Customer relationship management and marketing remain the top fields for data miners, according to a recent survey conducted by Rexer Analytics, a Boston analytics and CRM consulting firm.
Forty-one percent of data mining professionals polled for Rexer's 4th Annual Data Miner Survey reported working in the CRM/marketing field. Rexer said 735 data miners from 60 countries participated in its 50-question survey, conducted in early 2010.
CRM/marketing has remained the top field of respondents since the polling began four years ago. Other sectors employing large numbers of data miners include financial, academic, insurance, and telecommunications.
Source: 2011 Data Miner Survey, Rexer Analytics
Other conclusions from the survey:
Most data miners use decision trees, regression, and cluster analysis, though in the latest survey, 22 percent of respondents reported using ensemble models, which made their first appearance in the Rexer survey.
Data miners tend to prefer models with fewer variables. A third of the respondents reported building final models with 10 or fewer variables, while only 28 percent built models with more than 45 variables.
The majority of data miners reported using open-source tools and working on laptops or desktops with data stored locally.
The biggest challenges for data miners remain dirty and difficult-to-access data, as well as the ability to explain their work to others effectively.
Data quality and analytics capabilities continue to prove problematic. Only 13 percent of data miners rated their company’s analytical capabilities as excellent, and only 8 percent had confidence in the strength of company data.
Despite the challenges, the survey clearly shows an increase in the demand for data mining, a cause for general optimism in the field. More than 75 percent of data miners anticipate more projects at their companies in the near future. These are over and above increases reported in the previous survey.
In addition, Rexer said it has measured the use of the term “data mining” in a variety of online job ads and found strong requirements.
Have you seen an increase in the number of data mining projects and a rise in skill requirements in your company or organization? What fields do you believe make the greatest use of data mining today?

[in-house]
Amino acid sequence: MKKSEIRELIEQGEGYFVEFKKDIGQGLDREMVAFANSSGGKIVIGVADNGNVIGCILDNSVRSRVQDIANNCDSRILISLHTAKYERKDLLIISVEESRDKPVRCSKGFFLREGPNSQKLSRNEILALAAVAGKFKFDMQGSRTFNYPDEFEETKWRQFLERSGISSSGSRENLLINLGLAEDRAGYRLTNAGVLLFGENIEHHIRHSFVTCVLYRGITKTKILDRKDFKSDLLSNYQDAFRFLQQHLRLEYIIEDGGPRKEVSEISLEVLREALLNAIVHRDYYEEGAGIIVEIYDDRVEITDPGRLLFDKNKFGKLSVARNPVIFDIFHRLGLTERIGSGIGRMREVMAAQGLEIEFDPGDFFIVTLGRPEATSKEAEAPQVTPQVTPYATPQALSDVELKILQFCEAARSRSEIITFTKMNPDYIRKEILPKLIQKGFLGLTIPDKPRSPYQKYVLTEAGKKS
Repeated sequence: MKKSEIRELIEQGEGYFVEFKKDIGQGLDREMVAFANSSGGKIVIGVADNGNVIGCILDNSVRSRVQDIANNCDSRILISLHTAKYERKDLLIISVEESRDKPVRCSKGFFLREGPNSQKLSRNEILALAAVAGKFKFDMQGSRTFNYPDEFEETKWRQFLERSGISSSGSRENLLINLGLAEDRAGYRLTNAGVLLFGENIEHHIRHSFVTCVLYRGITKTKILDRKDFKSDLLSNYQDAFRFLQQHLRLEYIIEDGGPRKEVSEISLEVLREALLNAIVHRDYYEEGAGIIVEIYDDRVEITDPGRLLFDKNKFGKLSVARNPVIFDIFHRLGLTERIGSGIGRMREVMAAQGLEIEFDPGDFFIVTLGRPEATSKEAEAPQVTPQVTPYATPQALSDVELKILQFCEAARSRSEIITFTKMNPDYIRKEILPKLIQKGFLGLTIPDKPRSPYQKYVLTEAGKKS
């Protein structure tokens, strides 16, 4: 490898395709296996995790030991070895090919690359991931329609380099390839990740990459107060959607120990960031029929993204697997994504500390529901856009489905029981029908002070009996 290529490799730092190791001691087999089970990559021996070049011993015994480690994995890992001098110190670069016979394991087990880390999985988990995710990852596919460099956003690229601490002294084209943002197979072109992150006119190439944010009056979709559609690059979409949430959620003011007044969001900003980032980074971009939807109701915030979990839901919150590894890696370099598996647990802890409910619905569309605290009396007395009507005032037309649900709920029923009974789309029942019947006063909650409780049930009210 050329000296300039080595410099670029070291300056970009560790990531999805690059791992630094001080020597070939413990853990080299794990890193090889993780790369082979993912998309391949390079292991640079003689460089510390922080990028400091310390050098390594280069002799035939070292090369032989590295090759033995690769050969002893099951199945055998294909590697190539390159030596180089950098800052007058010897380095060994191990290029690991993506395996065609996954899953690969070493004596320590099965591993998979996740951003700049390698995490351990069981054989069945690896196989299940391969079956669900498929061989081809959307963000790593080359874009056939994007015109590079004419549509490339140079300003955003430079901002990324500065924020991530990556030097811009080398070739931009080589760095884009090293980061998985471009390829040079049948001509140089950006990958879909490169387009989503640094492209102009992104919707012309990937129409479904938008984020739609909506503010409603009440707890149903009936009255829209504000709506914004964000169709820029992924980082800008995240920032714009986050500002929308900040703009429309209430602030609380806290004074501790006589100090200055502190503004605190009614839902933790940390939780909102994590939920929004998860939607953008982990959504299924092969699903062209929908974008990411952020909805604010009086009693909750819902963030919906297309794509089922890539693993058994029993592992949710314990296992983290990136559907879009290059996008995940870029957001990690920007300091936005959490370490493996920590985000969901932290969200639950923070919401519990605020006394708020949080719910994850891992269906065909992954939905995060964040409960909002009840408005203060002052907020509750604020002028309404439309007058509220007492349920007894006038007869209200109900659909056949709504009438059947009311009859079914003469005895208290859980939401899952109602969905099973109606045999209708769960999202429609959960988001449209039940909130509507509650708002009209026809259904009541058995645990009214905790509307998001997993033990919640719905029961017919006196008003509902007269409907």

@Seth: from my experience, dirty and difficult data is a problem because it is difficult to convince stakeholders of the importance of cleaning it up. So we either publish untrustworthy results quickly, or we anger those who pay our salaries by taking too long. Tools are good, but this is time consuming and expensive and not always seen as valuable.
On the other hand, explaining the work effectively includes the above conundrum but goes far beyond it. There is a tremendously deep and wide set of significantly complex science involved in data analytics, but explaining this to anyone at all is challenging. It is hard enough to find qualified people to do the work competently. If you want them to communicate effectively also, you're reducing your talent pool even further.
I have definitely seen an increase in the requirments for analytics in many job postings and like the chart says, in marketing. Like others, I am surprised that CRM/marketing is number one, but I guess that makes sense as it's more profitible to retain and market to a current customer.
I would like to know more about the reasons behind "The biggest challenges for data miners remain dirty and difficult-to-access data, as well as the ability to explain their work to others effectively." Is it the lack of tools or the lack of understanding?
Yes, especially insurance given the potential importance of data mining in risk assessment. But I have to honestly say that I was also surprised by the distance that medical and Internet are behind, two fields where it is obvious to see the benefits of data mining.
Cordell, Thanks for the clarification of standard practice on credit scores. I see your point that it is not the variable in itself that is the issue, it whether is has any significant meaning to the question(s) at hand.
@dataguy. Certainly terms get jumbled a lot. I recall talking to a lot of people about "analytics" which took to mean predictive analytics and they were typically talking about reporting or BI. Some really confusing conversations! Nevermind people passing off analytics that aren't. See our discussion on sentiment analysis that's just keyword search.
@louis. I can confirm that most credit scoring models don't have more than about 15 characteristics though they may start with hundreds. It's not the management of variables that's the problem it's that after about 15, new variables add little to the model. Of course credit scores have been around for a long time and over the years the strongest variables are fairly well known so there's a good starting point already.
I totally agree about communication. If findings can't be communicated accurately then what's the point! This is an ongoing skill set deficit. Tough to find analysts that are good communicators. It's a stereotype I know but it seem to be directionally correct at least.
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